British Chamber of Commerce reveals number of businesses still not ready for Brexit
Further to this, many internationally active UK organisations are still not aware of special customs and trade schemes such as:
- Transitional Simplified Procedures, which allow import declarations and duty to be submitted after goods have entered the UK;
- Authorised Economic Operator status, which can enable goods to be fast-tracked through customs checks; and
- Customs Comprehensive Guarantees, which create an agreement between a business and HMRC to cover multiple items of customs debt.
The BCC have successfully campaigned for the government to automatically issue EORI numbers to all VAT-registered businesses, which are required for moving goods into and out of the EU and will thus become crucial post-Brexit. They are now pushing for further auto enrolments or support to access these other important customs and border facilitations.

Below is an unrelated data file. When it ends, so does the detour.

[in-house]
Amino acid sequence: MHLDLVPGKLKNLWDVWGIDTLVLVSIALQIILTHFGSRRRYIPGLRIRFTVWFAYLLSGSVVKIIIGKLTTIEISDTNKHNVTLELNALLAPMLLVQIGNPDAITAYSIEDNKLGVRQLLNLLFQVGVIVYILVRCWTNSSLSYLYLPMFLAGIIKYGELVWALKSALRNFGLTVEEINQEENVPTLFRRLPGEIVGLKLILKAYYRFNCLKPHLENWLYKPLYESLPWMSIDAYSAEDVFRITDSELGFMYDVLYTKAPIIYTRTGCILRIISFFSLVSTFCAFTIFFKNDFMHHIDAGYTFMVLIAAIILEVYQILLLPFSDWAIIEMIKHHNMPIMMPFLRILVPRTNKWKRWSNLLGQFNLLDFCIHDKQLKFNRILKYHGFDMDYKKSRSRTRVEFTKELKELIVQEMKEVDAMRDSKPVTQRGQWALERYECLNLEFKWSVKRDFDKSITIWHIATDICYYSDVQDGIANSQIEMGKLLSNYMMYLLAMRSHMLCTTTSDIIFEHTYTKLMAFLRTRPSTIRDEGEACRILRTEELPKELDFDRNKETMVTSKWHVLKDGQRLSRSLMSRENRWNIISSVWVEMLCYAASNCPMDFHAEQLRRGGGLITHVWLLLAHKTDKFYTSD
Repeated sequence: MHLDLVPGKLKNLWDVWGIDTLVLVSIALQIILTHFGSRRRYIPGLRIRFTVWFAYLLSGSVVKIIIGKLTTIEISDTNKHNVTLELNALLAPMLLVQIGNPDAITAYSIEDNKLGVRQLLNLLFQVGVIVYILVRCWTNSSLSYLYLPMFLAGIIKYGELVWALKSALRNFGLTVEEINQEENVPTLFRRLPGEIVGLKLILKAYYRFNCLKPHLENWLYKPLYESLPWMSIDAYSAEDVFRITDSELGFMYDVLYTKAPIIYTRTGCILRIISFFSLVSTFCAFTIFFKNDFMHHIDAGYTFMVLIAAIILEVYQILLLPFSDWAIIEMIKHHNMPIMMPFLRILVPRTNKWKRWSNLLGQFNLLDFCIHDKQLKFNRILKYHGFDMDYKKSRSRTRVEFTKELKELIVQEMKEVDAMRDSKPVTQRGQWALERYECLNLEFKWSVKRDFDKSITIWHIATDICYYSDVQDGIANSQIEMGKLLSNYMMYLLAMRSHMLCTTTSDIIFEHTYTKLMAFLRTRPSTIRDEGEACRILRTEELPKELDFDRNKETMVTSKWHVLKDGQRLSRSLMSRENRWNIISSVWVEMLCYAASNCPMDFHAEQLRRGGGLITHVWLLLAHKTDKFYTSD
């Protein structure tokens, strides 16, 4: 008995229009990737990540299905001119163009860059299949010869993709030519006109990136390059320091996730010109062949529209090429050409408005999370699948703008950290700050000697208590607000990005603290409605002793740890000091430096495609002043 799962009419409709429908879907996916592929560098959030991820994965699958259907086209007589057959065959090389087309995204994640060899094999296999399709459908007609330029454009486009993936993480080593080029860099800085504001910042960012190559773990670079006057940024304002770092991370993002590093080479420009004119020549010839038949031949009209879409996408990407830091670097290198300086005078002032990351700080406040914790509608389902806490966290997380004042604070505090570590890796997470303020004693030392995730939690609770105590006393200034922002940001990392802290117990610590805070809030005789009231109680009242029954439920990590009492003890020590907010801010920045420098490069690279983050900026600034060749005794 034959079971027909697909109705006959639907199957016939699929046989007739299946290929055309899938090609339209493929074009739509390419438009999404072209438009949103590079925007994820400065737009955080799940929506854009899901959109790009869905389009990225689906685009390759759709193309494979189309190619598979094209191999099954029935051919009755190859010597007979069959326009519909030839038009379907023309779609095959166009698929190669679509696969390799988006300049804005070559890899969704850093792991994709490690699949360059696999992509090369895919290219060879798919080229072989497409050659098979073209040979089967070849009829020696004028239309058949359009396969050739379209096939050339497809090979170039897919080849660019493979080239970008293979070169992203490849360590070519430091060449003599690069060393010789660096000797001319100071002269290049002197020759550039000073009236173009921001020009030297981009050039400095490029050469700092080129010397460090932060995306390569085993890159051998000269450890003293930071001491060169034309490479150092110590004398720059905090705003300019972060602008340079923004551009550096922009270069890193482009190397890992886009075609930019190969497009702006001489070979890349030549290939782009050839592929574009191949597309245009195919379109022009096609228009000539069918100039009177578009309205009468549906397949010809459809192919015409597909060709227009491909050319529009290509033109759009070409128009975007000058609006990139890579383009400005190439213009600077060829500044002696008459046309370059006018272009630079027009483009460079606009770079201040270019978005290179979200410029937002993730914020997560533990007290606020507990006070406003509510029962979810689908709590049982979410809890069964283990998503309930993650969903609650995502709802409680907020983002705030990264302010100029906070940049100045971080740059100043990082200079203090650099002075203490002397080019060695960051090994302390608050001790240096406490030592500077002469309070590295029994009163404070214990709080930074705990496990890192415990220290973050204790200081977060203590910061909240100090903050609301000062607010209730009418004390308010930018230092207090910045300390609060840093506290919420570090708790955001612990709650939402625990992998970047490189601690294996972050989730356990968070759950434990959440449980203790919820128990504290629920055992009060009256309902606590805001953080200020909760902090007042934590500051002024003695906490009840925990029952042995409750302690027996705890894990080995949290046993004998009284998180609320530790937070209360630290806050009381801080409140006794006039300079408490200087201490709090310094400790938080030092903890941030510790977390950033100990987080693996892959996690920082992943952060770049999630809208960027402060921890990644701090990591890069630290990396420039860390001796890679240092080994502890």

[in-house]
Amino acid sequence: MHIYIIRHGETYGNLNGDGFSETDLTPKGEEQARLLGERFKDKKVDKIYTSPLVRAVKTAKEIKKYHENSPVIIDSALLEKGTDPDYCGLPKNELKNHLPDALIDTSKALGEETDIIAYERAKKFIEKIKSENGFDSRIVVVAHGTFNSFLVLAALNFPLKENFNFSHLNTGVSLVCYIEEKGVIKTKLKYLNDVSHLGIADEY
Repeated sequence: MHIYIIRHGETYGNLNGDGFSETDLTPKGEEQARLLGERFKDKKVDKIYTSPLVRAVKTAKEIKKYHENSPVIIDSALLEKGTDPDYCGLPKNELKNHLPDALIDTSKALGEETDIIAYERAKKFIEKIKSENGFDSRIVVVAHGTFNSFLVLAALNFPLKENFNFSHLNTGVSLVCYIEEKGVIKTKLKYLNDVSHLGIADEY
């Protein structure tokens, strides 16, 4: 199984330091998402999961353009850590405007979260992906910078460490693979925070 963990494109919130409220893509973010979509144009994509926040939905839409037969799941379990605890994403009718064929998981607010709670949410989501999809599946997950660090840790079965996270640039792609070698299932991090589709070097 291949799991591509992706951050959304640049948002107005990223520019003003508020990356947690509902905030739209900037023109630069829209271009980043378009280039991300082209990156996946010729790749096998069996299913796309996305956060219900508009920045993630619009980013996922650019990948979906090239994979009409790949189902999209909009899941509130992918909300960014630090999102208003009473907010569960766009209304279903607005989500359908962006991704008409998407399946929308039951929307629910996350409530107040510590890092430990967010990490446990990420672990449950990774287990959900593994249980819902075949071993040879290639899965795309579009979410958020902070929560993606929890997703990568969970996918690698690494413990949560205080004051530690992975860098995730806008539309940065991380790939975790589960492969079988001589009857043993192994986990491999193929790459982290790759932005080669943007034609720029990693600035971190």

Businesses are facing significant changes on multiple fronts, and need official guidance that is consistent, precise and easily accessible, enabling them to trade in any scenario.
Even with the ongoing uncertainty around the outcome of Brexit, businesses need to make sure that they have undertaken extensive risk assessments. Businesses trading only in the UK should take into account of the impact to their suppliers, customers and the economy as a whole. Those who operate internationally should also be clear about which relevant customs and trade schemes are available and how they would apply to their businesses.
Caroline Doran Millett, International Employment Partner says “A Brexit HR Risk Assessment should consider matters such as reliance on EU nationals as staff or requirements for additional seasonal staff. As practical solutions, some businesses are starting seasonal recruitment earlier, encouraging current staff to do overtime, or considering supplementary recruitment methods to attract from a wider pool.”